The students who have entered the competition are tomorrow’s leaders. Their vision of packaging today and tomorrow is very insightful. The criteria they select are interesting indicators in measuring their acumen for innovation.
Among the projects you have reviewed, what have you observed to be the contestants’ main concerns?
In the 2016 competition, convenience is on every contestants’ mind. We were surprised to see that only two projects featured QR codes: “Solublime,” a project where the contestant printed a QR code on a mug to facilitate ordering more coffee online and “One Pill” an impressive project also using this technology. Not only does it anticipate the potential individual commercialisation of drugs, but it also uses a QR code and presents it as a tool for informing and optimising the patient-doctor relationship.
Although the IoT – Internet of Things – becomes a driving force for innovation, students tend to forget this evolution. Experts in the market as well as the consumer data they generate, says that connected products to-be will yield more profits for companies than those which are not connected.
This year, the jury was composed of 18 jurors with diverse backgrounds. Could you tell us what the debates’ most significant elements were?
Having jurors with different backgrounds is instructive. It would be interesting if more new technology experts could take part in order to be more in tune with the 3.0 dimension of the contest.
It is already Emballé 3.0’s sixth edition in 2016. What positive lessons have you gotten out of organising this event?
The contest allows for a true connection between the design sector, the student world and the packaging industry. The review phase, followed by the selection of winners with the participation of the public, present during the award ceremony, provides this contest with a qualitative dimension.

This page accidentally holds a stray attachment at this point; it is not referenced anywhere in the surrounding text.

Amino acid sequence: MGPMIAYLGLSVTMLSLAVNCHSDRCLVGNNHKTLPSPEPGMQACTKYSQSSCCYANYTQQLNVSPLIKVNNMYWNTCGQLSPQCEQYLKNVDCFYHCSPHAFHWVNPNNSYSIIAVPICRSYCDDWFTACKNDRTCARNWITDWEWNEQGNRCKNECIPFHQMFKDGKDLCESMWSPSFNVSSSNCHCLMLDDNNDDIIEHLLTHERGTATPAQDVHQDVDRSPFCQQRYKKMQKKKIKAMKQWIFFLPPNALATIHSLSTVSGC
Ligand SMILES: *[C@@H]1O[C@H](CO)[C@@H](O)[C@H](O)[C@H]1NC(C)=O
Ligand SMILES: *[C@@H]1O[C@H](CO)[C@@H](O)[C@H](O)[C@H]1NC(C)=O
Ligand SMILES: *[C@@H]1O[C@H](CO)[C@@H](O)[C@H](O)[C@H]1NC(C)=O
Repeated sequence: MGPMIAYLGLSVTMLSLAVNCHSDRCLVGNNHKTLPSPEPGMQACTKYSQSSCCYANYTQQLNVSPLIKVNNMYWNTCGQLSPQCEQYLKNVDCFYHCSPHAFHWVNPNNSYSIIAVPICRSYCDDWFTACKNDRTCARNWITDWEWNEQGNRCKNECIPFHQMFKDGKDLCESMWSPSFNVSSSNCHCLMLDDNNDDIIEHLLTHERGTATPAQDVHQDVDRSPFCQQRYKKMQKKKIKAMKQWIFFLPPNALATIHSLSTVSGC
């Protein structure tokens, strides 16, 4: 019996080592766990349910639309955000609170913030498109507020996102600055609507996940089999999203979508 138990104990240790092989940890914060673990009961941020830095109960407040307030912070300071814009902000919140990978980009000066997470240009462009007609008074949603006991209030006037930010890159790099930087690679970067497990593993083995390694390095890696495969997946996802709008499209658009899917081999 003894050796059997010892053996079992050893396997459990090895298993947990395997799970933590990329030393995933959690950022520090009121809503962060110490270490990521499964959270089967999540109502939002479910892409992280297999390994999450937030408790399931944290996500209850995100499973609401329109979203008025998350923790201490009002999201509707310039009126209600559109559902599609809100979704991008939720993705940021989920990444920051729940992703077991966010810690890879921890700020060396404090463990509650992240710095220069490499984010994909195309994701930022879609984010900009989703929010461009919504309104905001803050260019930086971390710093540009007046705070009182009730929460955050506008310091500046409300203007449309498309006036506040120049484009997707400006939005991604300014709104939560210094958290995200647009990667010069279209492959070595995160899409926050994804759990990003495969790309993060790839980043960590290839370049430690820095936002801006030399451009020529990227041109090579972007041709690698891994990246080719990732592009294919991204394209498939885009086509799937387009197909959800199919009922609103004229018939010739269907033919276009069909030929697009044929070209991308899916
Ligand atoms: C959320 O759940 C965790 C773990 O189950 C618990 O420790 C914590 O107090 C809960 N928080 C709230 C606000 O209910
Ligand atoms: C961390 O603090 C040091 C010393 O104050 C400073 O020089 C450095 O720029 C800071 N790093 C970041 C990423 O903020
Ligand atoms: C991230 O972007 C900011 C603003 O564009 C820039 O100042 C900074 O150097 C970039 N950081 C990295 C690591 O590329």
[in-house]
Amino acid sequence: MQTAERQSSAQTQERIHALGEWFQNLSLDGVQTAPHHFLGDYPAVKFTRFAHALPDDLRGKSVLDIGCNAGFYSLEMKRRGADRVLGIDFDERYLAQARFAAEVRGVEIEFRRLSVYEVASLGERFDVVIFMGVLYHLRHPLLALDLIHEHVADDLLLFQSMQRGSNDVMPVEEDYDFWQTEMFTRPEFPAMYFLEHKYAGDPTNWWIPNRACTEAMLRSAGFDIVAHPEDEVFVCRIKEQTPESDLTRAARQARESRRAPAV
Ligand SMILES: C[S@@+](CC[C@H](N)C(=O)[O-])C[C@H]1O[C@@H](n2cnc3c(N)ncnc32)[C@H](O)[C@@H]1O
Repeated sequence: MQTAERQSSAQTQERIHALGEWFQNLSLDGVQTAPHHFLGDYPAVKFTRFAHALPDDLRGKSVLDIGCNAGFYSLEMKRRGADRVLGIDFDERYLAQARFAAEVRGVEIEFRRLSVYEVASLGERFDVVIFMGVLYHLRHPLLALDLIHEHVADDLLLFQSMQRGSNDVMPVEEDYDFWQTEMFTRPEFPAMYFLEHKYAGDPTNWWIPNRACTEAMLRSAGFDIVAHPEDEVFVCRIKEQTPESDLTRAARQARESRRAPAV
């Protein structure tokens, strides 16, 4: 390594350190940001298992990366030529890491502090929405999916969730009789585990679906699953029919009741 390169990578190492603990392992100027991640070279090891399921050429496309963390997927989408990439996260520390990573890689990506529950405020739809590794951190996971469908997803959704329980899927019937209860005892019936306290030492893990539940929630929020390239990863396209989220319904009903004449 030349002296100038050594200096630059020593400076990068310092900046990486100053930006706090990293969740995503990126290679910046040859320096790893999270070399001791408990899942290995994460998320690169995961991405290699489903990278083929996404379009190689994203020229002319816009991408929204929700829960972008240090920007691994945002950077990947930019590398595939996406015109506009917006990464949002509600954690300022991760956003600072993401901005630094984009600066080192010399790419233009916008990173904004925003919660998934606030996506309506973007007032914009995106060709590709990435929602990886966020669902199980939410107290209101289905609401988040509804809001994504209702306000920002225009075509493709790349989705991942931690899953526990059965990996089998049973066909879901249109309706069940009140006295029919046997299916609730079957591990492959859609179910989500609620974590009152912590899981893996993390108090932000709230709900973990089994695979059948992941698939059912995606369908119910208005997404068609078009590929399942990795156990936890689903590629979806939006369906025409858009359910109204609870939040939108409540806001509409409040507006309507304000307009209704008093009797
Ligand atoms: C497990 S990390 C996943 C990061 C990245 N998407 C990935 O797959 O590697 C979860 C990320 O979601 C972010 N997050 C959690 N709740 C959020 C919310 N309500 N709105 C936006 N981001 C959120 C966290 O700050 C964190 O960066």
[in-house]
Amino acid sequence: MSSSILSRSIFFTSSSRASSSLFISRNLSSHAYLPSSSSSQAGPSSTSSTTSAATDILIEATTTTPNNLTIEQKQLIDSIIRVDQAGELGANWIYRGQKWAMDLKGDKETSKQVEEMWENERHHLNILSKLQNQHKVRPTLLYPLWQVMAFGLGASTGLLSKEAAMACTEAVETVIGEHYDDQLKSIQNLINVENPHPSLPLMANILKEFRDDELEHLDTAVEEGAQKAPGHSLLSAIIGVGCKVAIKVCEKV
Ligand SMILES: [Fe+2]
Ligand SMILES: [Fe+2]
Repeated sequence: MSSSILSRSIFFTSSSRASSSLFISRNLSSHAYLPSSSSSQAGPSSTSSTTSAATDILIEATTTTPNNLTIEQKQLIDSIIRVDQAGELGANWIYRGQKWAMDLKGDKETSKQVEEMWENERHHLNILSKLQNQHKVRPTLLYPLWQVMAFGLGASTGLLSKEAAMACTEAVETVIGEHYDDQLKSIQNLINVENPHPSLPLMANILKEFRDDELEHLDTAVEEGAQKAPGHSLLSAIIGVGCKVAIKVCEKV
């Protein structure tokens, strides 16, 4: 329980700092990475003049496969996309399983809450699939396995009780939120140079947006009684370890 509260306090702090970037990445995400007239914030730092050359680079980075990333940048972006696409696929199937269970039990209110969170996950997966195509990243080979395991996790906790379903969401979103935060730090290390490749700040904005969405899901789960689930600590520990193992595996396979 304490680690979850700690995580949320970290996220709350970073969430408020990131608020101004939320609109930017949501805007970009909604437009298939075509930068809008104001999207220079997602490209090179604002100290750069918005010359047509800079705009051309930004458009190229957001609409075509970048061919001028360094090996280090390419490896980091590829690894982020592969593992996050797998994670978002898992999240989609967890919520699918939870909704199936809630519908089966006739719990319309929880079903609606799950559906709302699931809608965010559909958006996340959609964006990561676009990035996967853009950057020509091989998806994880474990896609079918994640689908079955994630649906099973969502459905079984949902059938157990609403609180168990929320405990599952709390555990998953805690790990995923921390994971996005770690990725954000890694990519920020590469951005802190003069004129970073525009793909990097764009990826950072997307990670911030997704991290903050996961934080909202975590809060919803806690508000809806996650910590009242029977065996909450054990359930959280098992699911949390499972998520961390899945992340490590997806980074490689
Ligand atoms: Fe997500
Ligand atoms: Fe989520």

What do you think could be improved in this contest?
Improvements could be made in several areas. For instance, by asking students to also present their projects with a 2 to 3-minute video. This kind of distilled presentation could help them to highlight the major advantages of their project. Regarding the selected theme, asking 2 or 3 companies and/or organisations to “sponsor” the contest by appointing a mentor who would be a great interface with the students over the course of the contest.
As Editor in Chief of the magazine Emballage Digest, what do you think Emballé 3.0 will look like in the future?
Parallel to the contest, why not organise a conference with themes like, ‘innovation 3.0’ and ‘the industry of the future 4.0’ (new technologies, new materials, new processes, new machines, etc.)? Or, why not set up a debate with buyers who are responsible for packaging in fast-moving consumer goods, distribution, consumer organisations and connected start-ups?